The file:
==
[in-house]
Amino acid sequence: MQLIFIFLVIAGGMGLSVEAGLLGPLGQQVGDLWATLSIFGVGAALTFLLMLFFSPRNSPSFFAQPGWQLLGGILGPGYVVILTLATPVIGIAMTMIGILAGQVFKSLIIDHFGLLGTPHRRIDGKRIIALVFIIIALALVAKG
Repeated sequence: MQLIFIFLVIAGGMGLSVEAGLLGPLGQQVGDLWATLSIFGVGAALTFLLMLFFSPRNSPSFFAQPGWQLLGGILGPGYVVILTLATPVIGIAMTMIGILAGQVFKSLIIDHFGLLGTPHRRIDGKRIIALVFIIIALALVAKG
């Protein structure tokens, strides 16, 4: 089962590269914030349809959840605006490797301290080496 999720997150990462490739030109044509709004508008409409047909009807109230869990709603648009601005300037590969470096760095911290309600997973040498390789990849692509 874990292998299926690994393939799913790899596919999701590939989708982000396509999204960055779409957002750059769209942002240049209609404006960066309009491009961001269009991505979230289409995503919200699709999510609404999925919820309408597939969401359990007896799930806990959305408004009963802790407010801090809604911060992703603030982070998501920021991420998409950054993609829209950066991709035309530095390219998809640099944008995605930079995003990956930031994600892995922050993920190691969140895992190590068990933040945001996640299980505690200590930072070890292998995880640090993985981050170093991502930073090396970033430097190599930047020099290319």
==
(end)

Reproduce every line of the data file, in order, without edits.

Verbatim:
[in-house]
Amino acid sequence: MQLIFIFLVIAGGMGLSVEAGLLGPLGQQVGDLWATLSIFGVGAALTFLLMLFFSPRNSPSFFAQPGWQLLGGILGPGYVVILTLATPVIGIAMTMIGILAGQVFKSLIIDHFGLLGTPHRRIDGKRIIALVFIIIALALVAKG
Repeated sequence: MQLIFIFLVIAGGMGLSVEAGLLGPLGQQVGDLWATLSIFGVGAALTFLLMLFFSPRNSPSFFAQPGWQLLGGILGPGYVVILTLATPVIGIAMTMIGILAGQVFKSLIIDHFGLLGTPHRRIDGKRIIALVFIIIALALVAKG
């Protein structure tokens, strides 16, 4: 089962590269914030349809959840605006490797301290080496 999720997150990462490739030109044509709004508008409409047909009807109230869990709603648009601005300037590969470096760095911290309600997973040498390789990849692509 874990292998299926690994393939799913790899596919999701590939989708982000396509999204960055779409957002750059769209942002240049209609404006960066309009491009961001269009991505979230289409995503919200699709999510609404999925919820309408597939969401359990007896799930806990959305408004009963802790407010801090809604911060992703603030982070998501920021991420998409950054993609829209950066991709035309530095390219998809640099944008995605930079995003990956930031994600892995922050993920190691969140895992190590068990933040945001996640299980505690200590930072070890292998995880640090993985981050170093991502930073090396970033430097190599930047020099290319």